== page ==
Colin's IQ is off the charts, and he frequently observes details that other people miss. He records most of these observations in a notebook for future reference - a notebook recently defiled by his friend Melissa, who wrote her phone number in it. Colin has a hard time reading facial expressions, so he has practiced recognizing specific clues to match to moods with his therapist (see cover design). When a gun goes off in the school cafeteria during a casual celebration of Melissa's birthday, the community is in an uproar to find out who brought the gun to school, and why. Colin might be the most likely person to figure out who is responsible - but he might also be everyone else's most likely suspect.
Colin identifies himself as having Asperger's Syndrome, and his observations and notebook footnotes about topics of interest are intriguing. Some of his favorite things seem more distinctive to his character than others (only eating crunchy foods, for example, is more memorable than choosing a great white shark as your favorite sea predator). The book generally stays in Colin's point of view, but it occasionally hops to a few other characters in a few other places, using third person omniscient, making the narrative less cohesive. The book touches on bullying and class issues without being heavy-handed, but these things provide more opportunities for depth and discussion.
The jealousy and resentment that Colin's younger brother Danny feels toward Colin and the special treatment he often receives (that Danny perceives) is an interesting complexity that I wish were developed further. I appreciate a story about a person with Asperger's Syndrome in which having the syndrome itself is not the basis for the plot. The school does not accommodate Colin's diagnosis professionally - or legally responsibly, as an IEP is implied - which may frustrate readers.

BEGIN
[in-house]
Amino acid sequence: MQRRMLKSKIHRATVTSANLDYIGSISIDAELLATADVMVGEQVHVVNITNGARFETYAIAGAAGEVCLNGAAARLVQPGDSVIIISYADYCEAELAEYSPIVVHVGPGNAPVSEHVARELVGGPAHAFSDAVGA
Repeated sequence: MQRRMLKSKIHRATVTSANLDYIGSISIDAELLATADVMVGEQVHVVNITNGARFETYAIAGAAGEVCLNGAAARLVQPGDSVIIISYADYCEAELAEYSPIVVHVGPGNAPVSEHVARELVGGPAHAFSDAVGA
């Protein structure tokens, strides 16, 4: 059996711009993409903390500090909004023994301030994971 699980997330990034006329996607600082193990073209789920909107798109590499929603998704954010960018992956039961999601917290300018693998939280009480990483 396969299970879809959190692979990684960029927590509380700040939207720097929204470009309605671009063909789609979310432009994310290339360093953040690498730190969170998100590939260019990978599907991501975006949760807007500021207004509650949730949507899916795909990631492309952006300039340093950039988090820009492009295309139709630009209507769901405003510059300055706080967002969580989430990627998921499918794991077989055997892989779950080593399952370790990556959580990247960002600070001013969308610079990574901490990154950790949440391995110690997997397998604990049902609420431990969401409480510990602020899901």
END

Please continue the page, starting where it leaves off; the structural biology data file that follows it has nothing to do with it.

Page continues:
Please note that this is not a book about a school shooting - a gun is accidentally fired without hurting anyone, and the story is a mystery to discover who brought the gun to school. There are a couple of mature references in this book, but it would not otherwise be too complex for a strong fifth grade reader.
"In forty-eight hours you've broken more rules, started more trouble, and caused more chaos than in all your fourteen years on this planet."
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